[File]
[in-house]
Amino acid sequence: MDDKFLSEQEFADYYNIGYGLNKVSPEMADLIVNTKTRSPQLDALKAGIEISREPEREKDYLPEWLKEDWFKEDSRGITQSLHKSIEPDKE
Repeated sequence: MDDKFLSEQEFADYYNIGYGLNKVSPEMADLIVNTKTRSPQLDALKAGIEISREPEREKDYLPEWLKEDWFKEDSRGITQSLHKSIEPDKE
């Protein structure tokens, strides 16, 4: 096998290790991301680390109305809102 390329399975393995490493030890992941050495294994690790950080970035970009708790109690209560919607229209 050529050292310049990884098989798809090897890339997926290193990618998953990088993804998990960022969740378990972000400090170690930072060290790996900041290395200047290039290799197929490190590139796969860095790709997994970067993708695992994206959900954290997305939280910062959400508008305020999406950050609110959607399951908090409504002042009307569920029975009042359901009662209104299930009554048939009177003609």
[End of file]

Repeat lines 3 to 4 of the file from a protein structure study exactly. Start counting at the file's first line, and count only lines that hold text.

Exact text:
Repeated sequence: MDDKFLSEQEFADYYNIGYGLNKVSPEMADLIVNTKTRSPQLDALKAGIEISREPEREKDYLPEWLKEDWFKEDSRGITQSLHKSIEPDKE
């Protein structure tokens, strides 16, 4: 096998290790991301680390109305809102 390329399975393995490493030890992941050495294994690790950080970035970009708790109690209560919607229209 050529050292310049990884098989798809090897890339997926290193990618998953990088993804998990960022969740378990972000400090170690930072060290790996900041290395200047290039290799197929490190590139796969860095790709997994970067993708695992994206959900954290997305939280910062959400508008305020999406950050609110959607399951908090409504002042009307569920029975009042359901009662209104299930009554048939009177003609």